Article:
Unfortunately, there isn’t an easy answer. Having to deal with decades-old technology can be seamless or jarring depending on many factors. For example, working with legacy tech that’s popular or that has an active community/foundation backing it can be trivially easy. Like a friend of mine says, “if more than a hundred people know it, the answer is probably on StackOverflow”.
On the other hand, less popular technology can be a pain to work with, as fewer people means fewer developers that have tackled the same implementation issues. Also, small scale software, especially before the early 2000s tends to have very poor documentation, if any at all, so it can literally become a guessing game or a tedious process of reverse engineering.
When dealing with legacy tech, we have two options, we either have to change it or work with it. Which option to take depends on many factors, including:
- The cost of changing or upgrading legacy tech
- The time spent in development
- Compatibility with the rest of the infrastructure
- The time invested in training people in the new software
- The risks and possible consequence of something going wrong
Once again, there isn’t a straight answer. You can be dead set on keeping your current infrastructure only to discover half-way through development that there isn’t a way to go forward without doing some upgrading.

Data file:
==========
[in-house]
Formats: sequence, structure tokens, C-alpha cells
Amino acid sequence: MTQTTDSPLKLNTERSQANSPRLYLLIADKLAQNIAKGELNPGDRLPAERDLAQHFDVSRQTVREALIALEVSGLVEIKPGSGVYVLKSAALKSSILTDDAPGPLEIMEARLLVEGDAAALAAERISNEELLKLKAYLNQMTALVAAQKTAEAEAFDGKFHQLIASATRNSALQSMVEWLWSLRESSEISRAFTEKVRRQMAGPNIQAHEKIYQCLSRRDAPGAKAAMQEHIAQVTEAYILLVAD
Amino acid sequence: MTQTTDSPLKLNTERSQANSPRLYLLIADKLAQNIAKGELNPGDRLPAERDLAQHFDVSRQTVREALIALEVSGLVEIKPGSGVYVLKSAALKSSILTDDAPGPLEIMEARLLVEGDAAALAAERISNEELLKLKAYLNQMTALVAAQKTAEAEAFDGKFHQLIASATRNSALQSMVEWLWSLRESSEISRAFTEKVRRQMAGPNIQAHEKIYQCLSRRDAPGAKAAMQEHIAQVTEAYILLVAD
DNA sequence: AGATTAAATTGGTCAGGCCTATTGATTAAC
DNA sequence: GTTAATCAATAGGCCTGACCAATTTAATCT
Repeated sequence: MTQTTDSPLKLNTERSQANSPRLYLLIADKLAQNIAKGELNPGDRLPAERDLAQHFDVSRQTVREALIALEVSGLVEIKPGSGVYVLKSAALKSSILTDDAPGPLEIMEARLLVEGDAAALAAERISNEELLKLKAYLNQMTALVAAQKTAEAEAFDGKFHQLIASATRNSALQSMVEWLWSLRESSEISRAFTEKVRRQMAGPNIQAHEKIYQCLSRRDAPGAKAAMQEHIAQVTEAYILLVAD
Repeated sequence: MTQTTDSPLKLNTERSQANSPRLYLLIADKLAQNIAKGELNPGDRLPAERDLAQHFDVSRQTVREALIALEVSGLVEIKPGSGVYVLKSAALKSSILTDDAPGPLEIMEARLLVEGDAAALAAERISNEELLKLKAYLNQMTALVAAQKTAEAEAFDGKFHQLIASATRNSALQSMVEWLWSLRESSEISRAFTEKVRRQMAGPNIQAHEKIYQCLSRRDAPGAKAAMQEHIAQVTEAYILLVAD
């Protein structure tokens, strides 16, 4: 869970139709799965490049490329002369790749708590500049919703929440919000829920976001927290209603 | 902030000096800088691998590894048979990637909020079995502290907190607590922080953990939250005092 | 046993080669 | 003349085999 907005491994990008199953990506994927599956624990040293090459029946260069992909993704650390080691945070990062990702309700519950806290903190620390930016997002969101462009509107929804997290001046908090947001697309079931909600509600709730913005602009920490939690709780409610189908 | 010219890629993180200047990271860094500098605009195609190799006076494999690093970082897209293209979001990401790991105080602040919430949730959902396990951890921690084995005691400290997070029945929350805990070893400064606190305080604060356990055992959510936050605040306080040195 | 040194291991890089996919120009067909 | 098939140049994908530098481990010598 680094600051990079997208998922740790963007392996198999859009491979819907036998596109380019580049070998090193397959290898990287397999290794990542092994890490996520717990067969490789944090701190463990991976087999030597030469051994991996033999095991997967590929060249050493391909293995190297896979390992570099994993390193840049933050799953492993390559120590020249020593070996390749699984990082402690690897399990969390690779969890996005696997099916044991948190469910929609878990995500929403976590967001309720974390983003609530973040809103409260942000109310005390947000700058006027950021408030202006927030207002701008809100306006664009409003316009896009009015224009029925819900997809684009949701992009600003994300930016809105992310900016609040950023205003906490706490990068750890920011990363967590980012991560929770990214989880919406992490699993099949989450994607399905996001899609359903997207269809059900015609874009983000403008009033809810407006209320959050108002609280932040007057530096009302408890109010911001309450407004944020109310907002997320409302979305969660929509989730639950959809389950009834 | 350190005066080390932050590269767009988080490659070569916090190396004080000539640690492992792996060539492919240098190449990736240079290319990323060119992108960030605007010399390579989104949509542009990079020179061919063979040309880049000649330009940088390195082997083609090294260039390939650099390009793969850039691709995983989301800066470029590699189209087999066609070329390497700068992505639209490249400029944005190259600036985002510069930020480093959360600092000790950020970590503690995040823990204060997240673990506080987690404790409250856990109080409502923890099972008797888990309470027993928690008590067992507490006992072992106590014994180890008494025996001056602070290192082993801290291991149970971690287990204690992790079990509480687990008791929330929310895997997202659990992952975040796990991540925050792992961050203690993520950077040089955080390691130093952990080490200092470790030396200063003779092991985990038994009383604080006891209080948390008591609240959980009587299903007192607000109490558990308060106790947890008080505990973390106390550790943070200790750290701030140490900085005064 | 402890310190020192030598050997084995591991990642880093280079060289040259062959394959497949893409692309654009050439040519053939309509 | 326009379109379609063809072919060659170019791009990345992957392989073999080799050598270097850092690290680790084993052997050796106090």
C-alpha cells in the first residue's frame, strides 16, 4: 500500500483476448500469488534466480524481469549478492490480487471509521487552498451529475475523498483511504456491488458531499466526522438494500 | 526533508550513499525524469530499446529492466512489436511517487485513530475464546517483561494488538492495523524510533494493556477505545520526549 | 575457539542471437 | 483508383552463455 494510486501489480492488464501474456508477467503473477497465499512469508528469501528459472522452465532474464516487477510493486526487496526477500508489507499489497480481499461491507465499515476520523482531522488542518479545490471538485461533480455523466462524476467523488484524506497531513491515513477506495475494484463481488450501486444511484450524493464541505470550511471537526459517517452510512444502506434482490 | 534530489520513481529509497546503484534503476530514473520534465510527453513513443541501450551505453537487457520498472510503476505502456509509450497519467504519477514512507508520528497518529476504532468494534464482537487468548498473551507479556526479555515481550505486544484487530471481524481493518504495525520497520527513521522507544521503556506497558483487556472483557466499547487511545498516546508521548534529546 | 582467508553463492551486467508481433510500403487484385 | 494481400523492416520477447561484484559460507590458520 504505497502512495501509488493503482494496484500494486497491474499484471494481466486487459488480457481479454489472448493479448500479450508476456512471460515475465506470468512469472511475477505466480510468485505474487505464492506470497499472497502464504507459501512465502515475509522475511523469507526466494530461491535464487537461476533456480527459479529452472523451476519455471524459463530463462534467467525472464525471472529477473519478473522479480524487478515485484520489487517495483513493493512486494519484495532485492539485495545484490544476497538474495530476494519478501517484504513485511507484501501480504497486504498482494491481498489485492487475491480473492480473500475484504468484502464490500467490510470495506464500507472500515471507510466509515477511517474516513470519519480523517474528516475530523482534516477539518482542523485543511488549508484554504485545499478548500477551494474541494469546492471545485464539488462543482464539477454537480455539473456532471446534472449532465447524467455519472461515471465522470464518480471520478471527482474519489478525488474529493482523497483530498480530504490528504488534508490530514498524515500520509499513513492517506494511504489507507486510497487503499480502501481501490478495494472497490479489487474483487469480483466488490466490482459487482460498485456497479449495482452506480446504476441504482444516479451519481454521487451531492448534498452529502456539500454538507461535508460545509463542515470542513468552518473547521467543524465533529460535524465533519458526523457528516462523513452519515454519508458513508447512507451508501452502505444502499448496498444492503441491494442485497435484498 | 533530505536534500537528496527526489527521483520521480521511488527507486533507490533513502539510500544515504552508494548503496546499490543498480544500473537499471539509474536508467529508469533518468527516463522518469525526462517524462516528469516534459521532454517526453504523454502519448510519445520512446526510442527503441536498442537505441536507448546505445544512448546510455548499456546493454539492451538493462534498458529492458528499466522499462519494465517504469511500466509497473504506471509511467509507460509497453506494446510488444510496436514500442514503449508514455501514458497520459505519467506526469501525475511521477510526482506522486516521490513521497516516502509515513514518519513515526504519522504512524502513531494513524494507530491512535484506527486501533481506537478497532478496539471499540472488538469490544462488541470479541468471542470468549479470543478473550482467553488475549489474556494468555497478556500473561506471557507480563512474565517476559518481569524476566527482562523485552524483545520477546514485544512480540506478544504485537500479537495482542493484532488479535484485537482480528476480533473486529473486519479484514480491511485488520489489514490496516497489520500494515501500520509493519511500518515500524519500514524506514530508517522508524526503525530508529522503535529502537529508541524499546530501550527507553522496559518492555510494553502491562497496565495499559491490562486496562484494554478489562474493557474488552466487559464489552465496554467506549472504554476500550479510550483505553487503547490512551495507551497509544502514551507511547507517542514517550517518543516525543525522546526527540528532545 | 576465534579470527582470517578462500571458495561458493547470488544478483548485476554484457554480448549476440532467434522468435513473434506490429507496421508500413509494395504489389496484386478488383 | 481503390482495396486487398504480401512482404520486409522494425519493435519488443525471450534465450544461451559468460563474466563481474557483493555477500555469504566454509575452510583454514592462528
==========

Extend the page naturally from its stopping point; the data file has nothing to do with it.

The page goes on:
Remember that a system is as slow as it’s the slowest piece, so it doesn’t matter that you hire a frontend developer to create the best app in the world if the backend is run by a server with the power of a potato.
Be critical and be smart
Let me send you off with another story. Another friend of mine teaches in a college that kept backlogging computer upgrades, up to the point that the older PCs were running Windows XP and most of them were stuck on Windows 7.
They seemed perfectly content since the teaching staff only had to check emails and write reports. That was until the pandemic hit them and they had to move their faculty meetings to Zoom, which simply refused to run on older computers. Suddenly, backlogging those upgrades backfired spectacularly.
If your first impulse when your software developer brings the topic of legacy tech to the table is to stick with your current infrastructure, that’s perfectly fine, but I urge you to think it through before committing to a choice. The more you stick to legacy hardware or software, the more expensive it will be in the long run.